Under a sky free of rocket-fire, a parallel knitting group takes place at the JCC of Manhattan with Noa and several of her friends. “I wanted to start this project not only to help the girls in Sderot pull through these hard times, but to raise awareness about the situation in Sderot here in America,” said Noa. Besides personal knitting projects, the girls in New York decided their first group project would be blankets for newborn babies in the hospitals near Sderot. “We will each knit separate squares and then combine them to make the blankets,” explained Noa. “This way, everyone’s contributing together.”
For 12-year-old Manhattanite Emma Ruskay-Kidd, the project, besides being “a calm and relaxing thing to do,” gave her some new insights into people. Yes, it was sometimes hard to communicate with the Israeli girls, but, Emma said, “Even though they live in such a different community from us, they are a lot like us in many ways.”
When the two sets of girls got together on Skype for the first time, it was a powerful moment.
“The first time the two groups knitted together via Skype was one of the most moving experiences of my life,” said Becky Kimmelstiel, a long-time knitter and leader of the group in New York. “[The Sderot kids] barely spoke English and our Hebrew was very limited, but the minute that computer screen turned on there was a connection. Knitting became the new common language. The girls here played a song, and then the girls there played a song, and they started dancing together, constantly bringing their knitting projects up to the screen to compare,” Kimmelstiel recalled, her voice breaking.
“And then the girls in Sderot went crazy when we showed them the view of New York from where we were sitting — they had never seen New York City before, and they just couldn’t believe their eyes.”
Brittany Wayne, the charity’s point person who helped Noa develop her project said the program “encourages the younger generation to get involved in philanthropic work. Bar/bat mitzvah age, an age introducing communal responsibly, seemed an opportune time.”
Aside from the Mitzvah program, which began nine years ago, two new philanthropic youth programs — SPARK, a service learning and community outreach program for seventh and eighth grade students, and the Teen Philanthropic Leadership Council, a high school student fundraising project (which raised over $50,000 last year to help vulnerable Jewish communities worldwide) — have been launched. “We attribute the overwhelming success of these programs to the excitement that comes with empowering youth,” Wayne said. “When students realize they can make a difference, the effects are contagious.”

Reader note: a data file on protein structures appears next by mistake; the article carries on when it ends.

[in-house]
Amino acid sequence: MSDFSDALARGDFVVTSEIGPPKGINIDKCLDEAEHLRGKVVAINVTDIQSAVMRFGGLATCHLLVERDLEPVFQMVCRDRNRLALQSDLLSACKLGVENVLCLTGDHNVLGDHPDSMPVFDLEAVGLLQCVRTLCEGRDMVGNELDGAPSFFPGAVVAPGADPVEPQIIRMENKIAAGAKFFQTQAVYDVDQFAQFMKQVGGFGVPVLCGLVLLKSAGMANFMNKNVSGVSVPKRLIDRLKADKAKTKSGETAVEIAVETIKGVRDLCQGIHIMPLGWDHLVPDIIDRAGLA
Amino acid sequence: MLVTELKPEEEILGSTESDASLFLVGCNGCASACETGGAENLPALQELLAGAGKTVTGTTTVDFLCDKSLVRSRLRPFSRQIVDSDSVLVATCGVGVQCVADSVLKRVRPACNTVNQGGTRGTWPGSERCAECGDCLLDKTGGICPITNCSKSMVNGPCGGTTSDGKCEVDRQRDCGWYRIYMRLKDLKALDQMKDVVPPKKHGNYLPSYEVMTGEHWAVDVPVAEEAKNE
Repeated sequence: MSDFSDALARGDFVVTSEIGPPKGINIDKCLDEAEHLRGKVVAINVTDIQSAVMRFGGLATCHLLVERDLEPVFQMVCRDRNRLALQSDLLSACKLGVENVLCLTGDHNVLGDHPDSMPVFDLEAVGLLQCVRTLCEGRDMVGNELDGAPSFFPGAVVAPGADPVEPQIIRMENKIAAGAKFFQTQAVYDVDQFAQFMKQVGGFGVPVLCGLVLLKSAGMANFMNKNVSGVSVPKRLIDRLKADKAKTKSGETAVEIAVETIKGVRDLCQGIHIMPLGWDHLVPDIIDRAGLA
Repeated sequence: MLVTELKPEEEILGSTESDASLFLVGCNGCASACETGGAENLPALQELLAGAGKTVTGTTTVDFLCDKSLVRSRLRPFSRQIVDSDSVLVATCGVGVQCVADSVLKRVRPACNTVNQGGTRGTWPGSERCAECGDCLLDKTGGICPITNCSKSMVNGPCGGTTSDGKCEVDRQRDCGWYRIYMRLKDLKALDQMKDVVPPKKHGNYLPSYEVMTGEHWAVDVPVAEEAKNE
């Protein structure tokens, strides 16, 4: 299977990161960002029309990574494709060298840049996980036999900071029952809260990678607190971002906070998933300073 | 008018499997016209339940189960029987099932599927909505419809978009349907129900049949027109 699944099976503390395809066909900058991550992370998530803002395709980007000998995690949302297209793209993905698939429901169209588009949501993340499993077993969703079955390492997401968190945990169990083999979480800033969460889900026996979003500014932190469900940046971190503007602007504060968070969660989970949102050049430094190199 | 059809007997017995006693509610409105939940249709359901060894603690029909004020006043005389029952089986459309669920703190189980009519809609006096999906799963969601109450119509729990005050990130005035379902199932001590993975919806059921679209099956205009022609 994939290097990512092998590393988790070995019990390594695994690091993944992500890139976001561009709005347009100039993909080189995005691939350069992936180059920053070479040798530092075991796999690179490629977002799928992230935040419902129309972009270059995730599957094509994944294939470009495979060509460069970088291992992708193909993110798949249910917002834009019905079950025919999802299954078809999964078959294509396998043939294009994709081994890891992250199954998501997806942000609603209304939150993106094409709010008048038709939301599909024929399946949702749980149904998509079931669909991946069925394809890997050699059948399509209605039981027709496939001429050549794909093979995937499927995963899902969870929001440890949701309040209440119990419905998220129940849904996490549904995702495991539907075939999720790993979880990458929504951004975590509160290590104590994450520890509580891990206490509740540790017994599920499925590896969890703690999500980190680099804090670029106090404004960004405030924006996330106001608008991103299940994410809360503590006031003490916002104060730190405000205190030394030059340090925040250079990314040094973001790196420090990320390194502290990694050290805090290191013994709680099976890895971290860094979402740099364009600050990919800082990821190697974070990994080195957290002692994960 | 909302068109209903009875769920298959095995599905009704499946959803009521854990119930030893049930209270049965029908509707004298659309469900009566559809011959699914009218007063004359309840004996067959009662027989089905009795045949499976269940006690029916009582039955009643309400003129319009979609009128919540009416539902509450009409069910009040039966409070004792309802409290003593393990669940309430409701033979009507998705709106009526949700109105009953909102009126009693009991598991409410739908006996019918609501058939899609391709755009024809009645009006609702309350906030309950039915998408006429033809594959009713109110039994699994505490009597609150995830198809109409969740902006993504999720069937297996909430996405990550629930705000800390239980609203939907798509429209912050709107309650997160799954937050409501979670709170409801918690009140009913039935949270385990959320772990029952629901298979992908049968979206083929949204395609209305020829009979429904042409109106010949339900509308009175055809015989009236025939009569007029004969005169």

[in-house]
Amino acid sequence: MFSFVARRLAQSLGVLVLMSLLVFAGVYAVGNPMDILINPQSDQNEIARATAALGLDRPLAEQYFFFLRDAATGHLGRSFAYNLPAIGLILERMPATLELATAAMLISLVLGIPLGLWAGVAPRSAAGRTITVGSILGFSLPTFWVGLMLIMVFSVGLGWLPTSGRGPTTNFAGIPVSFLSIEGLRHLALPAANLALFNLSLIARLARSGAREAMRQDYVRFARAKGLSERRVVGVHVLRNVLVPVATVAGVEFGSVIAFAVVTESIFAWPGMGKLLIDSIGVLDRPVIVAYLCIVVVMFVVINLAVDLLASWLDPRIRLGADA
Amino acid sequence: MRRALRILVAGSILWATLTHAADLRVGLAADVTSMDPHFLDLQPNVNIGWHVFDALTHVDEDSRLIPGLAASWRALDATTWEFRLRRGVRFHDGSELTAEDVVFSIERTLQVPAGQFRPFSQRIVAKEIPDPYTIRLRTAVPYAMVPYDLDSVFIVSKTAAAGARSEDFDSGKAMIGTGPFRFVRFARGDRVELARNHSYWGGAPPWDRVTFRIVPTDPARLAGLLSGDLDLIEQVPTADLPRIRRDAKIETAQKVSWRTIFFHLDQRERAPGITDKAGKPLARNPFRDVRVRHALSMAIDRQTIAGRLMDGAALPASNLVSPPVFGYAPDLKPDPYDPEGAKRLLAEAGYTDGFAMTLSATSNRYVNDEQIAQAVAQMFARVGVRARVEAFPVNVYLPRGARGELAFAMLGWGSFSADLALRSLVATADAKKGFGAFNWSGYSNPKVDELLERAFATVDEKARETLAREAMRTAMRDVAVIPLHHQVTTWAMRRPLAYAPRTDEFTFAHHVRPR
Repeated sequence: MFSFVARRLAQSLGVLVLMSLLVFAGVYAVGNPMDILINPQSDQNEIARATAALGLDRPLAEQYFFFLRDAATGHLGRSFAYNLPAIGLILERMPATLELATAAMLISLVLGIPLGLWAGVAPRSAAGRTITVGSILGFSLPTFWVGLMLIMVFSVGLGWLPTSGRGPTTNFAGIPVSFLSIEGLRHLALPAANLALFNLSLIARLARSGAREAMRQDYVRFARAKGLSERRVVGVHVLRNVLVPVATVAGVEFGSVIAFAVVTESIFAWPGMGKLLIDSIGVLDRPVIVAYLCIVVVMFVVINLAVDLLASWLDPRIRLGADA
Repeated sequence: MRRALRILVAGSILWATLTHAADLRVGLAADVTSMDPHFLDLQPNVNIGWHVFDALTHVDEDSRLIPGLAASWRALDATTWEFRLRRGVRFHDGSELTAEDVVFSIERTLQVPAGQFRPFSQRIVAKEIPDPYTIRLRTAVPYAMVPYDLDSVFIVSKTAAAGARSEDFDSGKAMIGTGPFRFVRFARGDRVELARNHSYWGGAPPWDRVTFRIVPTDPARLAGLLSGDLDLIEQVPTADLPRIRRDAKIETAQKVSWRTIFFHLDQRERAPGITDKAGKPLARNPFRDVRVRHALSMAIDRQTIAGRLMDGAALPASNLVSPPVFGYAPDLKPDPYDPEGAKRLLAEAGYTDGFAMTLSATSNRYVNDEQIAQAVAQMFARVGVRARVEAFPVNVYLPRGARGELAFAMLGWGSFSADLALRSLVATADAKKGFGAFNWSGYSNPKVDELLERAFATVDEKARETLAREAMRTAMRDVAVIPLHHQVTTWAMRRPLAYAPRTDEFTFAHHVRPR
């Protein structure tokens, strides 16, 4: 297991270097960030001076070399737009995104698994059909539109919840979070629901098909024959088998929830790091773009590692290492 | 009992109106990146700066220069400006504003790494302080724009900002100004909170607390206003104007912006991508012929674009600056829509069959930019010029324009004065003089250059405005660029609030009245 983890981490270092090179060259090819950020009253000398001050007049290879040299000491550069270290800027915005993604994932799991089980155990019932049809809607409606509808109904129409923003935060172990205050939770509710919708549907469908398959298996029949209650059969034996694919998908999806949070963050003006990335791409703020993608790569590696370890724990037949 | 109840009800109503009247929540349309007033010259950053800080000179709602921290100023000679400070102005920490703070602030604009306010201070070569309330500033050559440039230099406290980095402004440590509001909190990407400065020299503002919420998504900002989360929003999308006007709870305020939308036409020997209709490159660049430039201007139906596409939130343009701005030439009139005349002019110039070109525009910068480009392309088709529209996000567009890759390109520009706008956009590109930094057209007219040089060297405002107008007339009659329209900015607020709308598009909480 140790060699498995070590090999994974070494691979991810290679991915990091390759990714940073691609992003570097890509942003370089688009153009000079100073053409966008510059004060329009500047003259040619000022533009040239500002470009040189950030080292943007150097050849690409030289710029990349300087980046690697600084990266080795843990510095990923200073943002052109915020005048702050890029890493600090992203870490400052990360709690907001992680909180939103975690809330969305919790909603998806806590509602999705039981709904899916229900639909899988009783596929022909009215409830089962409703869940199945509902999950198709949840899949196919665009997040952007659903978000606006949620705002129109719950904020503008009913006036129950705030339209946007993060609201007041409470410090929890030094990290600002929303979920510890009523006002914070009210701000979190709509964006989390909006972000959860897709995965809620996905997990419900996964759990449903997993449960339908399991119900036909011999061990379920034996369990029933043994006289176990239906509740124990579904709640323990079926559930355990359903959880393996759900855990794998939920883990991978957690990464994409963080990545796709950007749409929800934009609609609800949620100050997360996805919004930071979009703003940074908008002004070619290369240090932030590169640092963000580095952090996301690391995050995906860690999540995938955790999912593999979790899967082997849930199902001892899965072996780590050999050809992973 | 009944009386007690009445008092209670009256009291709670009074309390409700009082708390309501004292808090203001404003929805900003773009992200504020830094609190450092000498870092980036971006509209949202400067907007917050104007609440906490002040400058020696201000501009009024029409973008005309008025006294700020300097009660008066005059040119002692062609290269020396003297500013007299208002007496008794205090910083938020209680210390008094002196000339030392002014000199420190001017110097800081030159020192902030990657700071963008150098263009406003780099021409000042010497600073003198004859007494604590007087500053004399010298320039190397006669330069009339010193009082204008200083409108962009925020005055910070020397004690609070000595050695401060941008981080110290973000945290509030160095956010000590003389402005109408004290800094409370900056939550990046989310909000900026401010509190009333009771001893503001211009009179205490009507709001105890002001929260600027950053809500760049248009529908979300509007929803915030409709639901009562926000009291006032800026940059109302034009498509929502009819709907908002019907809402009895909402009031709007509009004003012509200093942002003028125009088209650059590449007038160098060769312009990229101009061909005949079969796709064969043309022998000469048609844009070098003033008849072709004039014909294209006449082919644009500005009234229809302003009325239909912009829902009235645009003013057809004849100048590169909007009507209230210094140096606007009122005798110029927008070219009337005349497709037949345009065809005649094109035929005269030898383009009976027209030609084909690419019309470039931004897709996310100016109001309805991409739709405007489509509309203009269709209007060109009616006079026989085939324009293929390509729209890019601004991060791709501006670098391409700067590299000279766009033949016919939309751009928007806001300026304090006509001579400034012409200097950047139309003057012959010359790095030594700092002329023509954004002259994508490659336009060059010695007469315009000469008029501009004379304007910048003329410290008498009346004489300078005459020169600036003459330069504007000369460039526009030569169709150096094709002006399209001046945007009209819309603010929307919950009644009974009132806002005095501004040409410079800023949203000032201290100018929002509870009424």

The knitting group succeeded beyond its leaders’ expectations. “The girls in Sderot knit every week, religiously, and they are thinking of starting a second group for children and possibly a group for adults,” said Wayne.
Noa’s mother, Meredith Berkman, guided her carefully throughout the process, “We’ve tried to instill a sense of communal responsibility in our children from a young age,” she said. “It’s incredibly gratifying to see Noa take these values and just run with them.”
On the family’s most recent trip to Israel a few months ago, Noa visited Sderot to meet with the knitting group for the first time. She brought with her hot pink sparkly yarn. Her gifts were received with ecstatic squeals and kisses. In exchange, the girls in Sderot gave Noa a bag full of scarves they had knitted to bring back to her friends in New York.
“Sometimes, when it seems like the world is falling apart, the most important thing is to remember that you can create,” said Noa. “Even if it’s something small. You can create something beautiful, with your own two hands.”